Now, however, Christine turned out the mail program as she had been instructed to and found a new message there. Her eyes went wide for a moment.
From: DLefévre (at) deacon. org
To: LittleLotte (at) deacon. org
Subject: Don't panic, Miss Daaé, nothing is wrong
Christine exhaled deeply. Lefévre sure knew how employees usually reacted to seeing a message from him. Just the sight of it showed that something was seriously wrong, they had messed up or worse, they were getting fired. She saw that he had actually gotten her name right – most people had no idea how to spell her surname and she often wasted precious minutes spelling it for them. And even if they knew how to spell it, it was always with an e instead of an é. It seemed the English thing to do, apparently, so it soon ceased bothering her.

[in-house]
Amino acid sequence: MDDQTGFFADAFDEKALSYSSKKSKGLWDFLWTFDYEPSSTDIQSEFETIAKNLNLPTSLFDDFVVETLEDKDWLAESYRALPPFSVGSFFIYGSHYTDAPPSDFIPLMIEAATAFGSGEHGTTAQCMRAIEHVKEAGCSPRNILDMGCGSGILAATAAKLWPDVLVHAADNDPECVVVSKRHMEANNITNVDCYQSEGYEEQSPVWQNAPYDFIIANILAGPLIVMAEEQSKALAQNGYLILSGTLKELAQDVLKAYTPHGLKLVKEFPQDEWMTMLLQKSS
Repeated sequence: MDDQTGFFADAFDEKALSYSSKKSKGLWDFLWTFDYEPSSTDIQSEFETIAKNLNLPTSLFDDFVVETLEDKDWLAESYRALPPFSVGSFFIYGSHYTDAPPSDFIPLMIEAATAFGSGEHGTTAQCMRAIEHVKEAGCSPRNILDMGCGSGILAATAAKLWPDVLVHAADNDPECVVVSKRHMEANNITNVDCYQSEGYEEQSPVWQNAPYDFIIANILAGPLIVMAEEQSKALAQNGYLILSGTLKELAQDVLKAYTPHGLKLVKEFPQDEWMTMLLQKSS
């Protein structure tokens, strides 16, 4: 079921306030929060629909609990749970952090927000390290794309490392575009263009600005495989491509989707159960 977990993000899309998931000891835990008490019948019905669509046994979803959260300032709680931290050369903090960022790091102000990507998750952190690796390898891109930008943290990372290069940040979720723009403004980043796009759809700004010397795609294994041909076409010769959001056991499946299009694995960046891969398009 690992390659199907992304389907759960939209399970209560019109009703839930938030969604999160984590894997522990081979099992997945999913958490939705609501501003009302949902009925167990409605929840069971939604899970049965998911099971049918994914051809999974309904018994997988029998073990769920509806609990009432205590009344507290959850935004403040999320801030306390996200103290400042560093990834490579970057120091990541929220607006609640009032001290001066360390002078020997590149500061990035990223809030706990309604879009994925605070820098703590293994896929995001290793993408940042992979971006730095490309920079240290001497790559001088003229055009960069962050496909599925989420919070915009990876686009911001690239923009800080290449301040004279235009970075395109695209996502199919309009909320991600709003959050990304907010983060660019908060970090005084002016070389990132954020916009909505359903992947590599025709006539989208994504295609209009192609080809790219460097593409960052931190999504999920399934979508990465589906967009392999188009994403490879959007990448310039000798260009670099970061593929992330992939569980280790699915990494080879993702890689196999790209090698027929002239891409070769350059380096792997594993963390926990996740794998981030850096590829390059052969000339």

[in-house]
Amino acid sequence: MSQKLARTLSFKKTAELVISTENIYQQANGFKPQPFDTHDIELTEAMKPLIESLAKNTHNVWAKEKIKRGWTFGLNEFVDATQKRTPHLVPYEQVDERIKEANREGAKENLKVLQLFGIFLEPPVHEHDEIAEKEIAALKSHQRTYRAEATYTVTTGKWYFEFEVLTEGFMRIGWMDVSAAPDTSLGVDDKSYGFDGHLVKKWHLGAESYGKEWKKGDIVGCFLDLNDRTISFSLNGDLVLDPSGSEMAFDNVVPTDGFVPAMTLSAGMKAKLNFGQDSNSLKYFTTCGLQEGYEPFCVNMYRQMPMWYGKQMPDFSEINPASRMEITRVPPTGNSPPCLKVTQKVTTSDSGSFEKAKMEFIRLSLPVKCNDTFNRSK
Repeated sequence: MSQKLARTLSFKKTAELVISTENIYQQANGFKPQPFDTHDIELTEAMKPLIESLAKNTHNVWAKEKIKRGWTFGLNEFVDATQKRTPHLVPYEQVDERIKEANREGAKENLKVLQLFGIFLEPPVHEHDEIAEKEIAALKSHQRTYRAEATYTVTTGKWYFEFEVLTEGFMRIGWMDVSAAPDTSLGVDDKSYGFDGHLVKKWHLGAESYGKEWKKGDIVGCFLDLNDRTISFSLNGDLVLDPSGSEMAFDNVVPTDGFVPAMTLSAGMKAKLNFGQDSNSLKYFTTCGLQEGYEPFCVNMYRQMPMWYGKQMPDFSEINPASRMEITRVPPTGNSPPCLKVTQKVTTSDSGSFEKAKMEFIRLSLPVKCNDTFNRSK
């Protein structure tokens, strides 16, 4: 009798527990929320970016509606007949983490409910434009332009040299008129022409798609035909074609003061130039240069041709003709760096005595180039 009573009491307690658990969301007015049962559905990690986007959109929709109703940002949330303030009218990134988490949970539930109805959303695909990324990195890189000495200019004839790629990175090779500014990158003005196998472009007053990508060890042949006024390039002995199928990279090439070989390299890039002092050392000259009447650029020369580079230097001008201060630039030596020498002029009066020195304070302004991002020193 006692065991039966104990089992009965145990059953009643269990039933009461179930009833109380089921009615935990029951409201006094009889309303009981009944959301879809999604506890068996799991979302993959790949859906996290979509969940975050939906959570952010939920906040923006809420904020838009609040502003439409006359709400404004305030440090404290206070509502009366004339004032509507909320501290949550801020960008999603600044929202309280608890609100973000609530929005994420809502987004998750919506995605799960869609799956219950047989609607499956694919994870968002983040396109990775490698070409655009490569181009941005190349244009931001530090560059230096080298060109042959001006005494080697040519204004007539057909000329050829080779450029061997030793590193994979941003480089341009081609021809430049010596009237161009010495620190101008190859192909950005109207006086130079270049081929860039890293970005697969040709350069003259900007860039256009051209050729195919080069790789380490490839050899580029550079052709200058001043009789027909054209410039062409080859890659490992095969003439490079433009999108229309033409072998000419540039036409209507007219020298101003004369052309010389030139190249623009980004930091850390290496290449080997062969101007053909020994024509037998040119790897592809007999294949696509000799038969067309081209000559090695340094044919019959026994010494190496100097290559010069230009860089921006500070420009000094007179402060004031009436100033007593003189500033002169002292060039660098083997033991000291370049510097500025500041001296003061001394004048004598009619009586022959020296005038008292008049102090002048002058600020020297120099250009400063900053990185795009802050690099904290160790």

Despite the warning, she was still slightly jumpy. Hopefully, nothing was wrong with her article. Lefévre was nothing if not precise and informed about all things. But she hadn't missed the deadline, so… Christine shook her head. He said nothing was wrong, so it had to be something else. Closing her eyes for a moment, she opened the message with an audible "click" from the mouse, since she pressed the button a bit harder than was needed.
I hope you got the corrections from Mr. Rémy – bird flu might be a common topic these days, but you know the drill. Who writes most and best is the best. As for the deadline today, splendid job, as usual, though I have a few corrections. Politics move so swiftly, you know the deal. My secretary, Miss Thurman, will deal with that.